Many long-term Palestinian prisoners have been in Israeli jails since their children were very young. A generation has grown up not really knowing their fathers beyond second-hand information. In such cases, fellow prisoners become a new family but they can never replace the children. Prisoner Talal Abu Kabash is one of those men whose children have been deprived of his presence in their formative years.
Talal Yousuf Ahmed Abu Kabash was born in Samo’a village in the West Bank. He was arrested on 23rd June 1985 during a raid on his house and was charged with the killing of Jewish settlers in the nearby city of Hebron. He was sentenced to life in prison and has now entered his twenty-sixth year behind bars. His family still lives in hope that they will meet him again as a free man. His imprisonment has been a major disaster to them, but they have not lost faith that he will be released one day and go home; he is still very much the father and friend to his children, the youngest of whom is in his twenties now and has never seen his father.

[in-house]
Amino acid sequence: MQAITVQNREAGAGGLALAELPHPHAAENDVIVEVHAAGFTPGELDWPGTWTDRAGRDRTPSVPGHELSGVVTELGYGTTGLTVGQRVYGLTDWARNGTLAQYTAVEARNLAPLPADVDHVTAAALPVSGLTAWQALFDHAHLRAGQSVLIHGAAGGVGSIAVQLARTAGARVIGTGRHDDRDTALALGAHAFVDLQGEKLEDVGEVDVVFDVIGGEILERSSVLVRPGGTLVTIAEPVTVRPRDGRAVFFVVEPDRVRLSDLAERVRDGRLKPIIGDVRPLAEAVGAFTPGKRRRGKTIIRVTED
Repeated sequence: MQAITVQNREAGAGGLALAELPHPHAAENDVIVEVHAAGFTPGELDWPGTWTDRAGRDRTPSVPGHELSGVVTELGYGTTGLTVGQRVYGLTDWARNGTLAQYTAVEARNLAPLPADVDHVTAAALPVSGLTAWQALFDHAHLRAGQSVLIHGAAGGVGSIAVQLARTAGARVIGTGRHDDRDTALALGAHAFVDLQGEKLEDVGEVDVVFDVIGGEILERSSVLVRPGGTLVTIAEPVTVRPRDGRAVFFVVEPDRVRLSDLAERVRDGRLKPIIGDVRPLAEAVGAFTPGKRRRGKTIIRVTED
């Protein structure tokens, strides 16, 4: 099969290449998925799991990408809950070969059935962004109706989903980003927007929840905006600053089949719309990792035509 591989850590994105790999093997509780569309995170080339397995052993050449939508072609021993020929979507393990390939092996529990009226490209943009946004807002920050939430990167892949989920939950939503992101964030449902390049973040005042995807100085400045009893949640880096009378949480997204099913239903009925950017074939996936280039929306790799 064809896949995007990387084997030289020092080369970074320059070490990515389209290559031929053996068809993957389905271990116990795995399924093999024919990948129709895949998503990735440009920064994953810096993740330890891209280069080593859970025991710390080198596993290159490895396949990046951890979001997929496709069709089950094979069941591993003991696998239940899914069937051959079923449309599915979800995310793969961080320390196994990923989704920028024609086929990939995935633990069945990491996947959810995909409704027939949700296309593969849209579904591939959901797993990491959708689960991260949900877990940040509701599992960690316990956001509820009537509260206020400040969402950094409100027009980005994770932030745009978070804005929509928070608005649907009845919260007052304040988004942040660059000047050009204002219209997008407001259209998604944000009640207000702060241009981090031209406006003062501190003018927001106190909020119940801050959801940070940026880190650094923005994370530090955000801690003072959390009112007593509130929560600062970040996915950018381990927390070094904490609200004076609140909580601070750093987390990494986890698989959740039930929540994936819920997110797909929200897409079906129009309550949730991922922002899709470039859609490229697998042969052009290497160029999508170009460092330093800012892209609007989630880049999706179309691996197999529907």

According to the prisoner’s wife, “When my son Hatem graduated from college, he was very happy but his eyes were full of tears because his father was not there by his side. Abu Hatem left me with a huge responsibility to raise the children and take care of them when they were very young. Now, thank God, they have grown and are educated.” Umm Hatem adds that her husband gets very happy when he hears that one of the kids got high marks in school.
“Abu Hatem taught us to be strong,” she says, “not to lose faith and to be optimistic about his release, but it’s difficult and we cry a lot.” Her husband’s morale is good and when she visits him Abu Hatem tells her not to lose faith in God.
Talal Abu Kabash, whose “kunya” is Abu Hatem (father of Hatem) is well-known as an advocate of Palestinian unity. He is forever calling upon the factions to unite in order to face up to the Israeli occupation and the dangers surrounding the Palestinian issue.
Prisoner Abu Kabash’s son, Hatem, expresses his hope that his father, and all Palestinian prisoners, will be released from Israeli prisons: “We live by the hope of meeting our father, whose life has been taken from us by the Israeli occupation authorities.” He called on the Arab and European countries to intervene to get the Israelis to release him and others who have served lengthy terms, on compassionate grounds. Nevertheless, he also called upon the Palestinian factions to stand firm on their position in order to get the prisoners released through an exchange deal for the Israeli soldier Shalit being held in Gaza.